Washington DC (May 11) – The current debate over the 2018 farm bill has recently centered on cuts to the Supplemental Nutrition Assistance Program (SNAP), which are aimed at paring back the bill’s massive agricultural subsidies. However, another part of the bill, the federal crop insurance program, is ripe for reform. The program, which provides farmers with valuable insurance coverage at a small fraction of what it costs to deliver, currently flows subsidies to high-income farmers without limit and distorts insurance decisions.

In a new policy paper, R Street Associate Fellow, Bruce Babcock, examines two proposals that could meet the objectives of the crop insurance program at significantly lower costs and reduce the corporate welfare and waste in the agriculture portion of the farm bill. The first is to eliminate the additional premium subsidies that flow to farmers when they choose to insure their crops with “Harvest Price Option” revenue insurance. The second is to reduce premium subsidies to wealthy farmers by means-testing crop insurance subsidies.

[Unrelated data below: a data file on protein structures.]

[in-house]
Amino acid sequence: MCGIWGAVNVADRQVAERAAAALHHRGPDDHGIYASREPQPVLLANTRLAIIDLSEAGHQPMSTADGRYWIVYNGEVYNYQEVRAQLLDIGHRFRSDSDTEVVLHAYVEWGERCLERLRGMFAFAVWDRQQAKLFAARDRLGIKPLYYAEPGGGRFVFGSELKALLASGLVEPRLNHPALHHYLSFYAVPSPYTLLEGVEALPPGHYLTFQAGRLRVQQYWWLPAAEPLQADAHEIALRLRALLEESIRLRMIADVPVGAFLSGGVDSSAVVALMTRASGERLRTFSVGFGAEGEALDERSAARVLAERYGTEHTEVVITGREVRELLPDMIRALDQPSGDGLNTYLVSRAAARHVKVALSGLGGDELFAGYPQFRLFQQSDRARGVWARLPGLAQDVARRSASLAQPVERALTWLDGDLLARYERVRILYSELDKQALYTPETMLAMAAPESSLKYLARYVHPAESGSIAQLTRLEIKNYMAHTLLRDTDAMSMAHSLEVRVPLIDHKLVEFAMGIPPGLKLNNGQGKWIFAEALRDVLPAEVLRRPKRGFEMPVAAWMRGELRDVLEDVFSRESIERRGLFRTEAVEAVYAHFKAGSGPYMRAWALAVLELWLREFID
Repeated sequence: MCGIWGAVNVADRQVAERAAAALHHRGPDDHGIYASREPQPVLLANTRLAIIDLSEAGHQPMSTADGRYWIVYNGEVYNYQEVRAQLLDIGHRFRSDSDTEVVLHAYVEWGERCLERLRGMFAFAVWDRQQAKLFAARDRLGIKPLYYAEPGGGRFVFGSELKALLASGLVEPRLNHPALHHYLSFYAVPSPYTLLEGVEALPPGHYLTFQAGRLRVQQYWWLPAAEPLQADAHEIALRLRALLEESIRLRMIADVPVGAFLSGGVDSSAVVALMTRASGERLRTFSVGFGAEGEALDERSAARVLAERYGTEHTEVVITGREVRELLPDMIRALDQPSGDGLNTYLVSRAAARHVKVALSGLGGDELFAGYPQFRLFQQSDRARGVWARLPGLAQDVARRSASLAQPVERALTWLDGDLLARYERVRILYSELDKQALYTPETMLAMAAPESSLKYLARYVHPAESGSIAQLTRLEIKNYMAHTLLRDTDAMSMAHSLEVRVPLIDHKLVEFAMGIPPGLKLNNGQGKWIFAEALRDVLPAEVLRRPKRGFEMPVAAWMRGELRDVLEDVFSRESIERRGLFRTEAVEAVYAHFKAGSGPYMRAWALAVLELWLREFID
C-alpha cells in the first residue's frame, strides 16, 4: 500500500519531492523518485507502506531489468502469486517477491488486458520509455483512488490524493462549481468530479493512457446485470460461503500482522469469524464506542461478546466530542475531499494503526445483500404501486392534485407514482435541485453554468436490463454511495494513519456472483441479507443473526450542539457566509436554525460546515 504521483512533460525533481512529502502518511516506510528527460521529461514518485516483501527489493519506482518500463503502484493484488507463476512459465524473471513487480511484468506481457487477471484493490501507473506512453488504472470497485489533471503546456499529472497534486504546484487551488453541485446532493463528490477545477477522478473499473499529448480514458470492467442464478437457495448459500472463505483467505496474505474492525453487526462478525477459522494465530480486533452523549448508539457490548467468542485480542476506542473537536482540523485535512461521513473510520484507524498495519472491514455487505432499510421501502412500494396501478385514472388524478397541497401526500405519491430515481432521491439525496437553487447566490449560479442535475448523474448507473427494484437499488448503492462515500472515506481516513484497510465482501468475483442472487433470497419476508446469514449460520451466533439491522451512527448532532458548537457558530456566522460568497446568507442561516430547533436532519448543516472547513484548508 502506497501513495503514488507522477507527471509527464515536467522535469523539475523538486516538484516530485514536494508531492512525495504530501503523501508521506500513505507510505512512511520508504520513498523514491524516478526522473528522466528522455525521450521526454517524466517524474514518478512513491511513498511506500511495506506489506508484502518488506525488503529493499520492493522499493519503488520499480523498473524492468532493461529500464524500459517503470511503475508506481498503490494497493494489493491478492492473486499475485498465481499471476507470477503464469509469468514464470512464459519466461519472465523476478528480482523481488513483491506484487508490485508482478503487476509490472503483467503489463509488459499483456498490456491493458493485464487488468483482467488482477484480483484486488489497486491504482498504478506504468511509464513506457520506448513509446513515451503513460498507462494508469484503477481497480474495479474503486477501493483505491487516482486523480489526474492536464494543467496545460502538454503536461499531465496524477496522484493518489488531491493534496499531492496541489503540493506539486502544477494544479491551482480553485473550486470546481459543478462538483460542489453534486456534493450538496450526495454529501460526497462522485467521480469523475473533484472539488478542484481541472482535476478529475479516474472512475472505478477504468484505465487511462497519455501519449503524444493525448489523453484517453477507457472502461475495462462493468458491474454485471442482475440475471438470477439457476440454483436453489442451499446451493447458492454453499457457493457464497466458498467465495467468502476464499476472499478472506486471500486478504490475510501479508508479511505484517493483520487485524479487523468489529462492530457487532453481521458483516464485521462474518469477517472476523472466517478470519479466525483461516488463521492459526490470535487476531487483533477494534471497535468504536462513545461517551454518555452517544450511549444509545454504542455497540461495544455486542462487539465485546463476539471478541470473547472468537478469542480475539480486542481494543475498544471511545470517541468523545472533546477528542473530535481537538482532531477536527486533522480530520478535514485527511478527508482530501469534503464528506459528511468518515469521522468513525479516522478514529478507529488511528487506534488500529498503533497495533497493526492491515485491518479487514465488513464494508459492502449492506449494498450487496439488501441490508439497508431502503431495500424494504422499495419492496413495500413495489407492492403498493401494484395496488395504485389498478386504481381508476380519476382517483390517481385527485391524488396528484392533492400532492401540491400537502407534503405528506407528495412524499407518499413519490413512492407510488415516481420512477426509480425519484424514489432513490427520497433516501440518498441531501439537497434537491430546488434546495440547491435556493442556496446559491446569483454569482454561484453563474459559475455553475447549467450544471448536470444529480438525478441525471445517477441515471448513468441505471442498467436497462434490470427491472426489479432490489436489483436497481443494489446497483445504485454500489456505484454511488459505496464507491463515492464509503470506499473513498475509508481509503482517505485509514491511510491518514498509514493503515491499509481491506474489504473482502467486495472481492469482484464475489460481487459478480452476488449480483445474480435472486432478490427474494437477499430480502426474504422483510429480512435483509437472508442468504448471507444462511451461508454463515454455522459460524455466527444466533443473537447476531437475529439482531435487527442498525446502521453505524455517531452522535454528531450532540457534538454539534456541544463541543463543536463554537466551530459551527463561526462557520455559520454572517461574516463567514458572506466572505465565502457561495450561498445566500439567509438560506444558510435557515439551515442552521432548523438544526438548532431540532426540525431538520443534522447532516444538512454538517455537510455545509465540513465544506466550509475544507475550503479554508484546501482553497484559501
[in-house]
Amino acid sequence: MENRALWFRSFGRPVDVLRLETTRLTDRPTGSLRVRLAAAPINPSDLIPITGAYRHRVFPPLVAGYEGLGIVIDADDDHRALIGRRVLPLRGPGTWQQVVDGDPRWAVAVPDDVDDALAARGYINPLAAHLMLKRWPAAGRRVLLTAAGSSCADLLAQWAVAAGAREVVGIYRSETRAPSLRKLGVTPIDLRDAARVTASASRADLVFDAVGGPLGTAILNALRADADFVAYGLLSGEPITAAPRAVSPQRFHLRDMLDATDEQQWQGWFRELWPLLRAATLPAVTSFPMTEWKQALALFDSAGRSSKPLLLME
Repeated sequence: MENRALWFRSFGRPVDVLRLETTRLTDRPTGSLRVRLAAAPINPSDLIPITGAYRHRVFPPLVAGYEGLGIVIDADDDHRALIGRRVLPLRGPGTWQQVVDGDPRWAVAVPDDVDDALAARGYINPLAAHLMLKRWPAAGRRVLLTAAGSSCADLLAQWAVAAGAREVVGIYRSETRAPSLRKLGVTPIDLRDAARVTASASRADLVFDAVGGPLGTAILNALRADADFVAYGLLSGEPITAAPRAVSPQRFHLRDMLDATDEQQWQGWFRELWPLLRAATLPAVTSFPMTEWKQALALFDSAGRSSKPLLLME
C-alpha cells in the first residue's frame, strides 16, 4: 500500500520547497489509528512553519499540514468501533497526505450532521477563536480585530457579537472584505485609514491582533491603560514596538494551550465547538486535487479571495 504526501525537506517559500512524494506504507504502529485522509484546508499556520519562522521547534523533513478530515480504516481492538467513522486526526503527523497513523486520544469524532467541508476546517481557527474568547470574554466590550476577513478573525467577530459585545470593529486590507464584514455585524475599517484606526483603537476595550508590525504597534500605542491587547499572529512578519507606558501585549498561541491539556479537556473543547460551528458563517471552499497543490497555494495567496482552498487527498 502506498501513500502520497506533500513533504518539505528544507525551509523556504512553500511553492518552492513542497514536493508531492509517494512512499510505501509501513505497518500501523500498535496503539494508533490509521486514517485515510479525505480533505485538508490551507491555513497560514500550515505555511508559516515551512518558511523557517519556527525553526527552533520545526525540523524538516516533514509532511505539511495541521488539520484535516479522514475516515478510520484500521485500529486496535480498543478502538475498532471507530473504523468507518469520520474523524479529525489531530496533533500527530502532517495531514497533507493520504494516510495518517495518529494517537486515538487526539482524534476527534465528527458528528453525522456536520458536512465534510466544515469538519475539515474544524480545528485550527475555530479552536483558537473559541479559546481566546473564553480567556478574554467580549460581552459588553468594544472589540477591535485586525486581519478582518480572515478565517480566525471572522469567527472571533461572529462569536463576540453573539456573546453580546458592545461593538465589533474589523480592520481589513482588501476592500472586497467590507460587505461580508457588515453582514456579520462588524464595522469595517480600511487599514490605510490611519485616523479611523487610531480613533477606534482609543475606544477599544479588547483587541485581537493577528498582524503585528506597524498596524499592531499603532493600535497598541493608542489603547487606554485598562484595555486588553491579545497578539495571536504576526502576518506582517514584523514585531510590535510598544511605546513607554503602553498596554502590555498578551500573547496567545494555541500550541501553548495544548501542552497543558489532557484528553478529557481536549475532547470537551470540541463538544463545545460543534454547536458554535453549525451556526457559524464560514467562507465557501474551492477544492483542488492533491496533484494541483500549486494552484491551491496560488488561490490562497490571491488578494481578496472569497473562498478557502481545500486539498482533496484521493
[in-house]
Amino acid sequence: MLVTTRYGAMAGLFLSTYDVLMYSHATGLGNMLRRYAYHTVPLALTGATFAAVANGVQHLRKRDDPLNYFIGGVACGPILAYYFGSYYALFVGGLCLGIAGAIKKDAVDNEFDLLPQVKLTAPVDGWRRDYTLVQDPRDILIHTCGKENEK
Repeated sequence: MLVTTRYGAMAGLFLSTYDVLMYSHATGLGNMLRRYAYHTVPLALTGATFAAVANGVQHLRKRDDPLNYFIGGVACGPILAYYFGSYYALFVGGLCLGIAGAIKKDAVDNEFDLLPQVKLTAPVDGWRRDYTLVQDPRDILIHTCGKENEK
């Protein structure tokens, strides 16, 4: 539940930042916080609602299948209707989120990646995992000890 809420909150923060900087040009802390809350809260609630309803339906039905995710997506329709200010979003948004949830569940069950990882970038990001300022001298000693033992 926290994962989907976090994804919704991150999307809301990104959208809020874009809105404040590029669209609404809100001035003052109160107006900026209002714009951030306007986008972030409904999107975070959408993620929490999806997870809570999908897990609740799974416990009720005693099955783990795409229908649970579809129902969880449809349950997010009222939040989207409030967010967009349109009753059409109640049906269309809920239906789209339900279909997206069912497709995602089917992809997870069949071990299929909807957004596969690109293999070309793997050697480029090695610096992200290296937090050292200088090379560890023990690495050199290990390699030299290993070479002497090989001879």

The primary objective of the U.S. crop insurance program is to push participation rates high enough that Congress does not need to make ad hoc disaster payments to agriculture. But currently, while the system does induce farmers into the program, it does so at too high a cost. According to the author, the paper’s two proposals “would cut taxpayer costs and increase equity without sacrificing program objectives.”



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